Our Towns

Canfield Sees Residential, Commercial Growth

CANFIELD, Ohio — Residential growth, accompanied by measured commercial development, is steadily changing the landscape of Canfield Township. Simultaneously, this part of Mahoning County remains a staunchly rural community with thousands of acres preserved as productive farmland.

New housing starts command the most interest when it comes to construction in the township, says zoning inspector Dave Morrison. “We’ve been very fortunate that since 2006, 30% of all the housing starts in Mahoning County have been in Canfield,” he reports.

The township has issued five new housing permits thus far in 2015, with a total valuation of $1.1 million, or an average of $230,400 for each new house. “Last year at this time,” Morrison says, “we had 13, but it took longer for the weather to break this year.”

Thirty-six new housing permits were issued during 2014, valued at $9.5 million, Morrison says. “The township has moved along steadily, even during the downturn.” A year earlier, new residential development stood at $12.2 million.

During the Great Recession of 2008-09, new housing starts dipped, but values held steady during that bleak period. In 2008, for example, the township’s residential real estate market enjoyed an investment of $8.6 million on 35 new single-family housing starts. In 2009, the number of permits fell to 24, but total valuation stood at $8.7 million.

“When you combine everything, it makes for a great place to live,” Morrison says of Canfield.

The commercial corridor along U.S. Route 224 from state Route 11 to Tippecanoe Road provides an ample supply of retail, entertainment and service businesses, while there is plenty of room for residential growth in developments such as Westford Lifestyle Community, Ironwood Commons and Summerwind Development, he says.

“Prices have also been holding their own,” Morrison notes. The average price for a single- family house in the township is $299,608, he says, while the average price for a condominium is $203,294.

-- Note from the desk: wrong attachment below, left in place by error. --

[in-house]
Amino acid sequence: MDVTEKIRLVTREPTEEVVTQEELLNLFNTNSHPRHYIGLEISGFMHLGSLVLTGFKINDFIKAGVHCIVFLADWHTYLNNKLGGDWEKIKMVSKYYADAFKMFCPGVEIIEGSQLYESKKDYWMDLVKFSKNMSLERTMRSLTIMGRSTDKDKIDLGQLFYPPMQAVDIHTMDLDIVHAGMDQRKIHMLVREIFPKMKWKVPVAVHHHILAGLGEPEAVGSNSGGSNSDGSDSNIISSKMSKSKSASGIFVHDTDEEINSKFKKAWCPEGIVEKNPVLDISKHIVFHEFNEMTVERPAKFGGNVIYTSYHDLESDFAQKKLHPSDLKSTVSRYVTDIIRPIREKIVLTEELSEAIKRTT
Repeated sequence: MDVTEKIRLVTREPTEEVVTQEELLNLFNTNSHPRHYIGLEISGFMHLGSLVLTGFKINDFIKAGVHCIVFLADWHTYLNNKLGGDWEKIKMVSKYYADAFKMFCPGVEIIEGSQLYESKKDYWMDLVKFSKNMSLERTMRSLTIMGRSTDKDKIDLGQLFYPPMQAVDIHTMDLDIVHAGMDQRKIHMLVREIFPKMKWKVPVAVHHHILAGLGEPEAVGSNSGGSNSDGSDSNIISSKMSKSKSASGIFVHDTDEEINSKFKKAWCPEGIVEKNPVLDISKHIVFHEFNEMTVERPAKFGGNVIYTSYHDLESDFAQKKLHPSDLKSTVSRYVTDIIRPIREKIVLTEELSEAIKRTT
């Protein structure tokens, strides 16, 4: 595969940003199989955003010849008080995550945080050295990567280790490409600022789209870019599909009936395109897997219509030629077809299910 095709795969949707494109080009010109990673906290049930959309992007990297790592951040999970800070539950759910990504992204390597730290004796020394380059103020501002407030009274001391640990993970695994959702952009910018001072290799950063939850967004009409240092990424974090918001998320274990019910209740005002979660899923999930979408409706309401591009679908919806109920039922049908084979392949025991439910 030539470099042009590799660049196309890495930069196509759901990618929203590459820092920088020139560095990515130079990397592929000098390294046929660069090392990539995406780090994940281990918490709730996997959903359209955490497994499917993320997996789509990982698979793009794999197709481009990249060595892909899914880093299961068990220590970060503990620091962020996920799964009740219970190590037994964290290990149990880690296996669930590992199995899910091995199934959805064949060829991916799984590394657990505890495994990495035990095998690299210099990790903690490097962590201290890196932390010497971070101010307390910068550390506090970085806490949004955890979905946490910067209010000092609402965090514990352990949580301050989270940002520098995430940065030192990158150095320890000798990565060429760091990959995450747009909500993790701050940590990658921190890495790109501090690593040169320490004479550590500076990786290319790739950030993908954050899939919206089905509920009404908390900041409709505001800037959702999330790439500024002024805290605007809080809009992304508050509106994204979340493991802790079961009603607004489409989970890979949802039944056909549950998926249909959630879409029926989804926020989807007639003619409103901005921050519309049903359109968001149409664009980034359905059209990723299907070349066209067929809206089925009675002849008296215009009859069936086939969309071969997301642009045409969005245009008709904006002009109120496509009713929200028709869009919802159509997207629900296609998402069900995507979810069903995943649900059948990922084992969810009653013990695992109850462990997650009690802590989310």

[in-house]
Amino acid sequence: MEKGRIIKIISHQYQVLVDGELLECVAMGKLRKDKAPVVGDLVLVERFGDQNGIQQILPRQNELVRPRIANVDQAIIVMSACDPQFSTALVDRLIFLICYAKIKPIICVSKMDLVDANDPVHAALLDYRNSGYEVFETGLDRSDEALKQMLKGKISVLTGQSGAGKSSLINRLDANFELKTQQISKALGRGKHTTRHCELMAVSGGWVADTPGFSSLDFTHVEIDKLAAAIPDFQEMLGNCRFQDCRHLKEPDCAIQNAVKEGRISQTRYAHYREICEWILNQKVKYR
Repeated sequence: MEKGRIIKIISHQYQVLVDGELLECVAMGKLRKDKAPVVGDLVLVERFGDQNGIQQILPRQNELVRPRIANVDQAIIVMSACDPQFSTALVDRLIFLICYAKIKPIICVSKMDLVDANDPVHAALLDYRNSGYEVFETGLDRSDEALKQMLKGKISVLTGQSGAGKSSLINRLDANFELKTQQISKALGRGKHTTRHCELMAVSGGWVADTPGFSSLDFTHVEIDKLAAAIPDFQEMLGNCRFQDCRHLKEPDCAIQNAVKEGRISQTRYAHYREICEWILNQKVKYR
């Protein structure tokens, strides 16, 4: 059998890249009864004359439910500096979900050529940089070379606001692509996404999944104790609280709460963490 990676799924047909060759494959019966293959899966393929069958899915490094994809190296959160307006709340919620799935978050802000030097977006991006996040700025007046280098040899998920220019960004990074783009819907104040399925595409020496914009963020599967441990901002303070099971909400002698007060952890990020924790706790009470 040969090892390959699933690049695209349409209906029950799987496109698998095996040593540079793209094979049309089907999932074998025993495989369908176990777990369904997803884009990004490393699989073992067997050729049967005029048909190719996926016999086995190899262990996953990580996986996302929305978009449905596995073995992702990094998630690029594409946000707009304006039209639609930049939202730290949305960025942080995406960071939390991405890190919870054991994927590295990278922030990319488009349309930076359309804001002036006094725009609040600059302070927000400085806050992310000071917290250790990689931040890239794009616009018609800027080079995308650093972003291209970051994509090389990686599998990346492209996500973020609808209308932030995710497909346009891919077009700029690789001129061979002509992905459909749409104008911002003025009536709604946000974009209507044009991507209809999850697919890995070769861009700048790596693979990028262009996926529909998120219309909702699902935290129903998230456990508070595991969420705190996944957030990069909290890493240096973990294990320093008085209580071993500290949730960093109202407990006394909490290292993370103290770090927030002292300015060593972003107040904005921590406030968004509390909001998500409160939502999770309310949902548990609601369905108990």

Still, overall residential development has tempered compared to the healthy building years of the early 2000s. In 2004, for example, the township recorded 101 single-family housing starts that totaled $24.2 million.

“On average, we were doing about 75 to 85 a year. Now, we’re at about half that,” he says.

Meanwhile, the vast majority of the township is zoned agricultural, and it’s likely to remain this way, Morrison says. “We’ve increased the depth of the 224 commercial corridor from Tippecanoe to Route 11,” he says, rather than rezone other thoroughfares to accommodate new commercial development. “That’s where the retail will remain.”

U.S. 224 heading west from the intersection of Palmyra Road is also zoned business, Morrison reports, but its depth is just 300 feet. “There’s always interest in that area, but there’s no sanitary sewer and water,” he notes. “We’d like to pick up the Calico Lane and Cayman Bluff development with sanitary, and then extend it to 224 going west.”

There is also room for pockets of commercial development elsewhere in the township, Morrison says. The latest project is an assisted-living home owned and managed by Girard-based Windsor House Inc.

Initially, Morrison says, Windsor House requested that the land be annexed to the city of Canfield so the new complex could obtain water and sewer services. However, annexation proved difficult because the township land wasn’t contiguous to city property.

The result was a joint economic development agreement, or JEDD, that was reached in February. Under the agreement, the city would not annex the site for 25 years and in the meantime provide water and sewer services to the site, Morrison notes. In exchange, the city will receive money generated from a 1% income tax on Windsor employees.